Palestinian History, A Chronology
- From Earliest Times Until 1949
• 70 – 1899
• 1900 – 1918
• 1919 – 1922
• 1923 – 1931
• 1932 – 1938
• 1939 – 1946
From Earliest Times Until 1949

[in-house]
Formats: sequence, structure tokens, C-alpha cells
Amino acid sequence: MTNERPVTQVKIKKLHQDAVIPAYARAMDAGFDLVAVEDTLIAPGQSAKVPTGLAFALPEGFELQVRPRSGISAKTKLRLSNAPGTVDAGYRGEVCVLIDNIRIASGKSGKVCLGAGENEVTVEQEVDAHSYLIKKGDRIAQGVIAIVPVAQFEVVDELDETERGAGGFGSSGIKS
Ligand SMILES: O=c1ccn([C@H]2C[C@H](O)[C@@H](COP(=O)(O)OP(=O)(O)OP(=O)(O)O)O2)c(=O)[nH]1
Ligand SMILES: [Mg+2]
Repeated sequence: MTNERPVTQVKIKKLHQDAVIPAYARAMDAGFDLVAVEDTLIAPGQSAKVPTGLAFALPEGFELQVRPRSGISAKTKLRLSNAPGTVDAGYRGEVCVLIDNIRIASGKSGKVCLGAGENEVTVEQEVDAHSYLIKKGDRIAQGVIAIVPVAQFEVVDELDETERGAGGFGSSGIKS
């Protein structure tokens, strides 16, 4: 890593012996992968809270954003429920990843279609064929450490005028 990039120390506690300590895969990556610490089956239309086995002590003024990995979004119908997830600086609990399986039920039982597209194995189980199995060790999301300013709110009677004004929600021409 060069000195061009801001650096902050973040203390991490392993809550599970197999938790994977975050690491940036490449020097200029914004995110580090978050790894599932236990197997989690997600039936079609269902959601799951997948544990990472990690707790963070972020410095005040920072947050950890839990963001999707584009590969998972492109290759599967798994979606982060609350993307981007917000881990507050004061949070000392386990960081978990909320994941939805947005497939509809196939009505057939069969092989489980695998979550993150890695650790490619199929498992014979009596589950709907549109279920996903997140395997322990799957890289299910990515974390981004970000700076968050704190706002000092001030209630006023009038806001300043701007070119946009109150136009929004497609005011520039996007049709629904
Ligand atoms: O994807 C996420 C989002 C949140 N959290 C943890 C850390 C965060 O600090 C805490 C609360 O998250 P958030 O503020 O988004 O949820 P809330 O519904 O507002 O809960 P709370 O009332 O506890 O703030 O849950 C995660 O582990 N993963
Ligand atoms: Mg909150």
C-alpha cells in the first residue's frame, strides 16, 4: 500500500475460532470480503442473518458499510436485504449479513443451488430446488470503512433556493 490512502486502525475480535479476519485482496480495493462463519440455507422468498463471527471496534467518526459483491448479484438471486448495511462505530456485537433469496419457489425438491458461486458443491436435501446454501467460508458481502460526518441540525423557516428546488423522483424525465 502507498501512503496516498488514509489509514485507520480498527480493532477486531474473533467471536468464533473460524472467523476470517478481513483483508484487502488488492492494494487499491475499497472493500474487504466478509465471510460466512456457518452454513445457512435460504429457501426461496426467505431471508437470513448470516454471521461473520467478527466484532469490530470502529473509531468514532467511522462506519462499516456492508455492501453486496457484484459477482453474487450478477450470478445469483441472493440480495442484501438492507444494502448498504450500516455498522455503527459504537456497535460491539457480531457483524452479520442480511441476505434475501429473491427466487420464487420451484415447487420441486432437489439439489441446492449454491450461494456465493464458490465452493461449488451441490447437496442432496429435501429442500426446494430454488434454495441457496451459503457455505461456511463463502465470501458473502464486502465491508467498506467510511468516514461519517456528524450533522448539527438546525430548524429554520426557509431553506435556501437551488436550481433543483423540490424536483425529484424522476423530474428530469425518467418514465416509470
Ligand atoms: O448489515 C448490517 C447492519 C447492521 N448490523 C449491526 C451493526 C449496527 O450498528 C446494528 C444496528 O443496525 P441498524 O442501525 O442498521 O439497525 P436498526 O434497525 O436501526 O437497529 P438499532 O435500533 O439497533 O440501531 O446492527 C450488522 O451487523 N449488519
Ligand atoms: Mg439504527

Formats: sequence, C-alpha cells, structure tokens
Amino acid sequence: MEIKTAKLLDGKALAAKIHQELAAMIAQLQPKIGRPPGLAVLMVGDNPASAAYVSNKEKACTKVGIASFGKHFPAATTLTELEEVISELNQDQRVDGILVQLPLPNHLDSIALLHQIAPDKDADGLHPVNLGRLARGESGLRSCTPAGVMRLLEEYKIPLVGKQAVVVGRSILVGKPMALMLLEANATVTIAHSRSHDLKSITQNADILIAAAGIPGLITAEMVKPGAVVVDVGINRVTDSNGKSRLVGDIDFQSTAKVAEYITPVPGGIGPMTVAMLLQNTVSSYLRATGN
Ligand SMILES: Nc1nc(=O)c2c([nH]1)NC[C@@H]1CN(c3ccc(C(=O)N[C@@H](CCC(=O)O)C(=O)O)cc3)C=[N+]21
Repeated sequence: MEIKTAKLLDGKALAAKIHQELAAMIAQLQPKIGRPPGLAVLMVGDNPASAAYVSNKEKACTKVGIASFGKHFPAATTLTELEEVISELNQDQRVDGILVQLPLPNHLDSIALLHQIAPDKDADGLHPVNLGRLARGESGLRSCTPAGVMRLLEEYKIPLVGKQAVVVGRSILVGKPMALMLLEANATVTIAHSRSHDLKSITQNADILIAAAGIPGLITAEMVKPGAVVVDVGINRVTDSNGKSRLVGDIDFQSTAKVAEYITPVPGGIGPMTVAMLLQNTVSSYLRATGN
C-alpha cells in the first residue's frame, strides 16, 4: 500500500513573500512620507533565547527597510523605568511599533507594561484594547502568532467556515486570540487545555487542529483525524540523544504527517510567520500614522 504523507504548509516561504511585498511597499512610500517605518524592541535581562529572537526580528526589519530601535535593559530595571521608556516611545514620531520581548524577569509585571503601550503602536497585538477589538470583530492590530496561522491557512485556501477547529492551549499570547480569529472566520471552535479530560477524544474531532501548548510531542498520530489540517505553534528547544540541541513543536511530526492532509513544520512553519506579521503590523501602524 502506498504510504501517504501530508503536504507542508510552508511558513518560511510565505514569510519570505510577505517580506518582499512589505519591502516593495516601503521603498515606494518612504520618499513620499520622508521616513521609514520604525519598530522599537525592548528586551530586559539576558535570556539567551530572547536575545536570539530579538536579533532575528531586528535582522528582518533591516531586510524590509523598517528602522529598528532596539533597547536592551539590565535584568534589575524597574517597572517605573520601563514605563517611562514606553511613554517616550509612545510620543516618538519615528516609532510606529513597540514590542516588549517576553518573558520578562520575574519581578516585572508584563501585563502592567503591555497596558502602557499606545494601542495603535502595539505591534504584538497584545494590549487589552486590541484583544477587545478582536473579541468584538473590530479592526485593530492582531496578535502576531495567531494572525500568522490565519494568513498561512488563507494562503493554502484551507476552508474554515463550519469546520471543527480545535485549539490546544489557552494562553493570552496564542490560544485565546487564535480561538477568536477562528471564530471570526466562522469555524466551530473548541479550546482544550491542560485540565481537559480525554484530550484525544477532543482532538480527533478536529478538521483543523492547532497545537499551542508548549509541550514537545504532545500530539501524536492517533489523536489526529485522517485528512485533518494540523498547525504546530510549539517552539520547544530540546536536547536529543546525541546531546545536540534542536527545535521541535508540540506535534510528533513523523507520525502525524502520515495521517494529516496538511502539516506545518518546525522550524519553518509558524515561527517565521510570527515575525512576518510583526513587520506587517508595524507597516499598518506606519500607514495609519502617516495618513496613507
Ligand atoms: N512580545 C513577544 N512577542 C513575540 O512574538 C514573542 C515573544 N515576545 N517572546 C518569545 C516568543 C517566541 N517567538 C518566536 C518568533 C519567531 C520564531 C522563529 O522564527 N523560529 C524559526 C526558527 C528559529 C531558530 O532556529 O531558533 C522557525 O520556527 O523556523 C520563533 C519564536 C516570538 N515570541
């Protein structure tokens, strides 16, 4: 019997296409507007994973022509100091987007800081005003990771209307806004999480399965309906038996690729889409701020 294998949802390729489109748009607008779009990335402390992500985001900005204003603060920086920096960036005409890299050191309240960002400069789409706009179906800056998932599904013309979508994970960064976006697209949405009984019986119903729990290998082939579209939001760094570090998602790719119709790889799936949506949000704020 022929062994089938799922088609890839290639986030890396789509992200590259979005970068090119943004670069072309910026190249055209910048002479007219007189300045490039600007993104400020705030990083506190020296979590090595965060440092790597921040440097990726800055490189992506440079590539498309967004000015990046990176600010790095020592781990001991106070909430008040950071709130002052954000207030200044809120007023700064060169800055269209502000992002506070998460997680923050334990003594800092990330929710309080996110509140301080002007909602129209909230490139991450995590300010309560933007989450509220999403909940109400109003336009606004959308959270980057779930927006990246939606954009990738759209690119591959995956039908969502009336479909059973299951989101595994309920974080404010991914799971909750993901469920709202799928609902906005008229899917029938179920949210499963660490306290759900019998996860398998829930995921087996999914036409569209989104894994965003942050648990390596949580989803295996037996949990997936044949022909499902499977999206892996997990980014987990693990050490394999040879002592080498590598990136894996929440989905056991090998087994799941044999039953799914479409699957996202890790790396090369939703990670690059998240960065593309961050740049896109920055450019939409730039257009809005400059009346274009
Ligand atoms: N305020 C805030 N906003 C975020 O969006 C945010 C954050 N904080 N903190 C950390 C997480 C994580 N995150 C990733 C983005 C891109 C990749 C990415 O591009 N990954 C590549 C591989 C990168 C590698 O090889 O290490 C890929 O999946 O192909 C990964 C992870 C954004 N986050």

600,000-10,000 B.C. Paleolithic and Mesolithic period. Earliest human remains in the area, found south of Lake Tiberias, dated to circa 600,000 B.C. 10,000-5,000 B.C. Neolithic period. Establishment of settled agricultural communities. 5,000-3,000 B.C. Chalcolithic period. Copper and stone tools and artifacts. Remains from this period found near Jericho, Beersheba, and the Dead Sea. 3,000-2,000 B.C. Early Bronze Age. Arrival and settlement of Canaanites (3,000-2,500 B.C.). ca. 1,250 B.C. Israelite conquest of Canaan. 965-928 B.C. King Solomon. Construction of the temple in Jerusalem. 928 B.C. Division of Israelite state into the kingdoms of Israel and Judah. 721 B.C. Assyrian conquest of the kingdom of Israel. 586 B.C. Judah defeated by Babylonians under Nebuchadnezzar. Deportation of its population to Babylon; destruction of the temple. 539 B.C. Persians conquer Babylonia. Some Jews allowed to return. Construction of a new temple. 333 B.C. Conquest of Persia by Alexander the Great brings Palestine under Greek rule. 323 B.C. Death of Alexander leads to alternate rule by Ptolemies of Egypt and Seleucids of Syria. 165 B.C. Maccabees revolt against the Seleucid ruler Antiochus Epiphanes and go on to establish independent Jewish state. 63 B.C. Incorporation of Palestine into the Roman Empire.